Pay attention please. If you, or anyone known to you, rides a bicycle, I’m telling you now that I’m going to buy a large horn or hooter - something very noisy anyway - and the next sodding cyclist who doesn’t use a bell and nearly knocks me off my elderly feet as they zoom past will get blasted from behind. And if he or she whips round, skids and falls off, well too bad. It’s usually a he, mind you – and please don’t bother writing in to say that picking on men is a hate crime now: so should flattening pensioners be.
Anyway, I’ve heard enough this week about hurting feelings and giving offence. You can do this in so many ways now, it’s hard to keep up, but you might not realise that asking parents the sex of a baby can be tricky because in some circles it’s considered offensive to label children before they’ve made up their own minds what they are. I think I need a drink. It’s ok to criticise Middle-Aged Drinkers, by the way - not that I care: I’m not a middle-aged drinker, I’m an old one. And at the moment I’m sick, and extra grumpy because I’ve had to miss second son-in-law’s big match in Omagh, to which second daughter and first and second husbands have gone (together).
Can you tell I’m reading Milkman? It’s extraordinary:
hypnotic, forbidding, furious and funny. At times I can hardly bear to go on
reading, but Anna Burns’s prose is like a current that drags you back down
every time you come up for air. And this namelessness of the characters is very
catching: maybe-boyfriend, second sister, first brother-in-law…I’ve calculated
that Clementina is sixteenth-cat. It also makes a nice change from last week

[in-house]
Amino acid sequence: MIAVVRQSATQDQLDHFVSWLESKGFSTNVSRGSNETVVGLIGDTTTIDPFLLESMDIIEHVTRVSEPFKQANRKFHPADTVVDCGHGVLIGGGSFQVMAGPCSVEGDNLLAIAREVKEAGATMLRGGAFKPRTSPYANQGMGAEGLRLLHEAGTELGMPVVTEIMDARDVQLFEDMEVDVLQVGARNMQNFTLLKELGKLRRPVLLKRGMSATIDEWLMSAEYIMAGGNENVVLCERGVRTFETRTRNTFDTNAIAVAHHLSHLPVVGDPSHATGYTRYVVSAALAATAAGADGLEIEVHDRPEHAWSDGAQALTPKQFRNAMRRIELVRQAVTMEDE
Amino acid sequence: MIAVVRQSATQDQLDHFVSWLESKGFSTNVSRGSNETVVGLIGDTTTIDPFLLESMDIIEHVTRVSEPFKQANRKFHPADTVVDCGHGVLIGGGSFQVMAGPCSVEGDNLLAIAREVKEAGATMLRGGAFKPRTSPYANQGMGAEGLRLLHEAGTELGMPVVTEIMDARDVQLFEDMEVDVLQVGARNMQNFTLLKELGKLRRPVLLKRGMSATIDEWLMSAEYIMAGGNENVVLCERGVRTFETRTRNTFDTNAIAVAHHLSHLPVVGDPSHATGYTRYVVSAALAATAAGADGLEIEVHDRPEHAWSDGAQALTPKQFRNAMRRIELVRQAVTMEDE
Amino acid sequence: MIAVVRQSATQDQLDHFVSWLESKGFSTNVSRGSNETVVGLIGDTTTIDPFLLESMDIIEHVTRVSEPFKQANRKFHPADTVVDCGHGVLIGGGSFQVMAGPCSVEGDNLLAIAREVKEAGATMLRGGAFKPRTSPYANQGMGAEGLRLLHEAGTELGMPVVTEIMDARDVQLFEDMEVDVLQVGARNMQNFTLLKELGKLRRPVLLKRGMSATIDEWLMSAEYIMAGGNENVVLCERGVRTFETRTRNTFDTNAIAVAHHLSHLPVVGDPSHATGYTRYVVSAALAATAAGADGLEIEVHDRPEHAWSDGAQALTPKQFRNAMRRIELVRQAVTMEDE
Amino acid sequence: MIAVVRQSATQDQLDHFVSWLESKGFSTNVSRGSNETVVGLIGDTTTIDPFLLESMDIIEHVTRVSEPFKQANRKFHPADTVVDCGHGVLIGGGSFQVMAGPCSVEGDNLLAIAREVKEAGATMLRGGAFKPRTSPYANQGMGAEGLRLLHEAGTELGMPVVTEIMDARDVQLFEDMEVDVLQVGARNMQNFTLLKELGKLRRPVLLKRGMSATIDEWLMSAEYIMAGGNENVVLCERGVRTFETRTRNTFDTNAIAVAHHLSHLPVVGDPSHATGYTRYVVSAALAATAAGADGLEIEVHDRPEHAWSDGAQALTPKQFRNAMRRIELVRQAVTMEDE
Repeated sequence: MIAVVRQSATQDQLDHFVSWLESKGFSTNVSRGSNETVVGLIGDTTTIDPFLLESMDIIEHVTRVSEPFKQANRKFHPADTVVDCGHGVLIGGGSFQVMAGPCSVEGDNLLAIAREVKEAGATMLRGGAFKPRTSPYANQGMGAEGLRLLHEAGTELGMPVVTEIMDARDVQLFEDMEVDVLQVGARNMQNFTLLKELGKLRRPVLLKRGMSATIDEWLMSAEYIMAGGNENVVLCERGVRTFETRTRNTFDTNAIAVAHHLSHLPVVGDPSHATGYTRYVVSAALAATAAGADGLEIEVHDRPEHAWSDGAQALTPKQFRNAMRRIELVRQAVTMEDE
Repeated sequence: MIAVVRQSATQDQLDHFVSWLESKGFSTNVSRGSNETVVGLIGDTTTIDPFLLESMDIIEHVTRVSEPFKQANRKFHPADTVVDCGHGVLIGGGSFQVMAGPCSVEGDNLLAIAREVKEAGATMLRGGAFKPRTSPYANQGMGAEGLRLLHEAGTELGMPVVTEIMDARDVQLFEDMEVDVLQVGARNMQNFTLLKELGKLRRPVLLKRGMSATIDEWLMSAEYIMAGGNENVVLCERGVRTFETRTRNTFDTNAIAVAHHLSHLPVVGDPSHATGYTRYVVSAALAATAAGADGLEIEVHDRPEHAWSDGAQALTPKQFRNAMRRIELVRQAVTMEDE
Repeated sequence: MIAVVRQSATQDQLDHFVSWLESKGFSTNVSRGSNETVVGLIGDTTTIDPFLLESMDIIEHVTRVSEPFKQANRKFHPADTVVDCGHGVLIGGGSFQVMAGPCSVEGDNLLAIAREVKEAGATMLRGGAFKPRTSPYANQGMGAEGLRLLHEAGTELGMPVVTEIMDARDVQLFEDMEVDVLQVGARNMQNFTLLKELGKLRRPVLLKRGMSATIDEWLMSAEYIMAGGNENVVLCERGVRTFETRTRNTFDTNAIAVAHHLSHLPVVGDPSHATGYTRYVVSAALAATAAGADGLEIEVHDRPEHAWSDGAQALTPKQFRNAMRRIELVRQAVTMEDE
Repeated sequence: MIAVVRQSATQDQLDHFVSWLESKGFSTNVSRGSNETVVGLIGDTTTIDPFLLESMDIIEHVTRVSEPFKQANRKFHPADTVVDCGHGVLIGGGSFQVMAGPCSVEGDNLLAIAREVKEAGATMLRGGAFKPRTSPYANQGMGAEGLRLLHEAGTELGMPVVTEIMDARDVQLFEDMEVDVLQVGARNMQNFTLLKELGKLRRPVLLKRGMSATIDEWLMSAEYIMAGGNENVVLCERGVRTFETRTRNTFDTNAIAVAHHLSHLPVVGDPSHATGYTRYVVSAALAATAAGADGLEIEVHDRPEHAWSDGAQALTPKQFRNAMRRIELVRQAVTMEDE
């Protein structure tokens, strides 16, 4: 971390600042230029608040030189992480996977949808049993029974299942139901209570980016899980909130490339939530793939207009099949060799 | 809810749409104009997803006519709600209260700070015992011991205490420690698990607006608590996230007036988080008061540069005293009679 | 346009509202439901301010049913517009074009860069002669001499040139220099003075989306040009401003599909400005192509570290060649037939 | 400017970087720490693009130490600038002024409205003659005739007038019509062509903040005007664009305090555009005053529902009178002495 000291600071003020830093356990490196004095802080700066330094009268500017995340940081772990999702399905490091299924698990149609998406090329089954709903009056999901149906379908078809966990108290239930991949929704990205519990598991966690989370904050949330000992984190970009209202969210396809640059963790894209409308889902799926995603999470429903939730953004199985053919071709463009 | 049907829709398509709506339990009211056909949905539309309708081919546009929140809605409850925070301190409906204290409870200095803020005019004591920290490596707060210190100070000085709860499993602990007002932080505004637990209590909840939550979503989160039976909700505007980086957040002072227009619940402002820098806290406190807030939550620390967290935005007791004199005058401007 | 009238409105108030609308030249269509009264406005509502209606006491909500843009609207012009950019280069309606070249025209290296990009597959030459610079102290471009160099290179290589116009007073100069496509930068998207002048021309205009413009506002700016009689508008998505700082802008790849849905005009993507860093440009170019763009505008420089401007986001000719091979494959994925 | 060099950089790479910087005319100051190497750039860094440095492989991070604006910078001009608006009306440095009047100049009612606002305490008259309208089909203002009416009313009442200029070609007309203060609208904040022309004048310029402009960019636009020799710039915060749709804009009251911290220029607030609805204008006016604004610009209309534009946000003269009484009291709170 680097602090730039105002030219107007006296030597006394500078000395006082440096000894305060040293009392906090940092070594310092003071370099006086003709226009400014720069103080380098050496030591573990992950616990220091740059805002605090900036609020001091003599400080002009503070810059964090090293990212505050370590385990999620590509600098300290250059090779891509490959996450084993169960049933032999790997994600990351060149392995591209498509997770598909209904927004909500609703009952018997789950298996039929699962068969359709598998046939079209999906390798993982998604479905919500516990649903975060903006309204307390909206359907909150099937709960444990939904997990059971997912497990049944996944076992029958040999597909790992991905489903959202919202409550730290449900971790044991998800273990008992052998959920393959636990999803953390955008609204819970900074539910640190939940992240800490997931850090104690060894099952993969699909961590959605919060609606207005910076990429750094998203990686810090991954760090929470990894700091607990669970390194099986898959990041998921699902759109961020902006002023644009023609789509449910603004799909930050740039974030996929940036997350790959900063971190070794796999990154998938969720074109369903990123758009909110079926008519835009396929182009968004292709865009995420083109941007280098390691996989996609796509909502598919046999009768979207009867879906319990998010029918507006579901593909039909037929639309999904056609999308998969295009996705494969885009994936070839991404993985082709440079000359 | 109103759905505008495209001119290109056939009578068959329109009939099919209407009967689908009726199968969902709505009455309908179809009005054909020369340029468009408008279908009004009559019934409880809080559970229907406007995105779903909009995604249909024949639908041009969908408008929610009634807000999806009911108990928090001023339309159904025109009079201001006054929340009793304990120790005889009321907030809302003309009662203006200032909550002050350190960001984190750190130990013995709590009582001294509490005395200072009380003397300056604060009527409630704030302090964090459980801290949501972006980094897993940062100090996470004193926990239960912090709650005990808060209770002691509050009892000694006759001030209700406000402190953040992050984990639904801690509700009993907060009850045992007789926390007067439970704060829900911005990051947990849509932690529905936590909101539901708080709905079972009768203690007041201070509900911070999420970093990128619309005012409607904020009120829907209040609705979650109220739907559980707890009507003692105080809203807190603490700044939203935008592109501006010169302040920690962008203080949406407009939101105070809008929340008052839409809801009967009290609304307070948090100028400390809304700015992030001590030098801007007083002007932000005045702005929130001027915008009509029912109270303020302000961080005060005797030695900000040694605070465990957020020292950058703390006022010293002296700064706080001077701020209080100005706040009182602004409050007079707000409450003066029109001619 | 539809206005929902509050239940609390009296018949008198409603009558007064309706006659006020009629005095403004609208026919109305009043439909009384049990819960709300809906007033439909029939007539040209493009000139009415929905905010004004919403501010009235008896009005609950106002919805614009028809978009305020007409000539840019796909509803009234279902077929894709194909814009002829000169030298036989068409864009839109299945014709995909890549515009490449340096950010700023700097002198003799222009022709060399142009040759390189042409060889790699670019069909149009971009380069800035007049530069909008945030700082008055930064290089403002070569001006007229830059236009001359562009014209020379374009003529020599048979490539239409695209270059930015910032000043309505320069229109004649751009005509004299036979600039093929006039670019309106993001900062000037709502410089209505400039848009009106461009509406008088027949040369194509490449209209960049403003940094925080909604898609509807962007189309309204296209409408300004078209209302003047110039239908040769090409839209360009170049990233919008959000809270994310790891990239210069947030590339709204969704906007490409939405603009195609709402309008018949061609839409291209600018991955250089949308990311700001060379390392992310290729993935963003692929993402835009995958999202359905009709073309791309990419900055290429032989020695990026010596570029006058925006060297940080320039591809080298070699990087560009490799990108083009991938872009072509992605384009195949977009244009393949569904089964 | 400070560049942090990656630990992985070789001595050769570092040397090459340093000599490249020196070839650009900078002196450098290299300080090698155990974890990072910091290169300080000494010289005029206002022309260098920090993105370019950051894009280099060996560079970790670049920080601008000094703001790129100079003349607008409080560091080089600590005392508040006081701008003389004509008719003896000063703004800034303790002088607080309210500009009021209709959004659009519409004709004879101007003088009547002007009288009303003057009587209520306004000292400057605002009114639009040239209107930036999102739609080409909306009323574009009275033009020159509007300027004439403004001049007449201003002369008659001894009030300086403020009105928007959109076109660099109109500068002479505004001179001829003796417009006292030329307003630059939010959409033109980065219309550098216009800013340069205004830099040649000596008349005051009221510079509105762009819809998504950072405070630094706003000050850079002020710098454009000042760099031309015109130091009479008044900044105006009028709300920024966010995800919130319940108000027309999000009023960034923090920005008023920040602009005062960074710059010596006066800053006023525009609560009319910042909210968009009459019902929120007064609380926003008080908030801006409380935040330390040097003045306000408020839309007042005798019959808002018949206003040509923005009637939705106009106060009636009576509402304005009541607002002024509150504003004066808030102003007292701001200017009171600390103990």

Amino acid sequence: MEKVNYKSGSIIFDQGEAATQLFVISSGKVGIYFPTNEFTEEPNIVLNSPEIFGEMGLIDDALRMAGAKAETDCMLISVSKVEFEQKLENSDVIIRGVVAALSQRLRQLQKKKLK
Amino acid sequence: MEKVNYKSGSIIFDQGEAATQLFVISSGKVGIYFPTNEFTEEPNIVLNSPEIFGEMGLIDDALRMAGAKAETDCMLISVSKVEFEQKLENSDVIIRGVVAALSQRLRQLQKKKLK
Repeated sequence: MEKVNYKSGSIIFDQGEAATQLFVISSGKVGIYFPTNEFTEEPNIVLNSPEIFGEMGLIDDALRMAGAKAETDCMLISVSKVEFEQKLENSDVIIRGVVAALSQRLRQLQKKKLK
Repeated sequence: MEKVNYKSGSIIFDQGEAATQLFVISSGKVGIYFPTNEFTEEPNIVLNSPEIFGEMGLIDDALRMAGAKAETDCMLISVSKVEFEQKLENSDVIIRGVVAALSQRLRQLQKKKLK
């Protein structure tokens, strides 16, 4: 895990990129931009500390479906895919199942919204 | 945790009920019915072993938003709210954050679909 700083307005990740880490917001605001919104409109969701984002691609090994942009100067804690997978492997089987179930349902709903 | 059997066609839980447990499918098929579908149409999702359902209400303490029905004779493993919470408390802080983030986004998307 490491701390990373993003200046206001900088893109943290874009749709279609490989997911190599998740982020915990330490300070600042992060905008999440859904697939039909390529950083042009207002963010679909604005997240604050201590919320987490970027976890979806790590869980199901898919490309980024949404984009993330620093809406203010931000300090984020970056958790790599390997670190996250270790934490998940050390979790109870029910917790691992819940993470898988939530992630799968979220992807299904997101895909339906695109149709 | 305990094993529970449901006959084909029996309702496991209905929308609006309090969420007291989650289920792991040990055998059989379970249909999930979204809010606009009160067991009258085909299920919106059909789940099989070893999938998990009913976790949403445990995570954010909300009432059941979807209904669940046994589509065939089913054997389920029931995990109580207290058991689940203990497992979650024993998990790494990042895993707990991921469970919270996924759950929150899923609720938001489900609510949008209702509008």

when I was reading ‘Eleanor Oliphant Is Completely Fine’ and started sounding
even more pedantic than usual.
|Books bought as Christmas presents which you might not get|
Milkman is just one of the pile of books I’ve bought as Christmas presents for friends and family, not that they’re likely to get them. At least not until I’ve read them myself. But I’m full of other good ideas, which I’m happy to share. In my personal crusade to curb Christmas excess and save the planet, I’m trying (yet again) to set an example to my family by putting a strict limit on expenditure. It really doesn’t take much to produce a delightfully inexpensive stocking full of surprises carefully tailored to the needs of the recipient. (Eleanor Oliphant is popping up again…) Spendthrift-daughter, for instance, will be receiving a money-saving stocking: I’ve already contributed a darning kit and several old candle stubs, husband has come up with a toothpaste-squeezer, and second son-in-law has suggested a magnifying-glass so that she can read her bank statements properly. All to be tastefully wrapped in old newspaper.
Brown paper is another answer to Christmas wrapping – and a small step in the direction of trying to do whatever we can to use recyclable material. I think we all know in our hearts that we’re hurtling to destruction: this might be why we spend so much time these days worrying about perceived offences and trivial complaints. Why we turn up the volume on our headphones and rush from one mindless distraction to another, shopping, texting, tweeting, shutting out the news of wars and droughts and famines, of seas choked with plastic. Fiddling while the planet burns. So expect your Christmas book wrapped in brown paper, and maybe don’t expect to get it until June.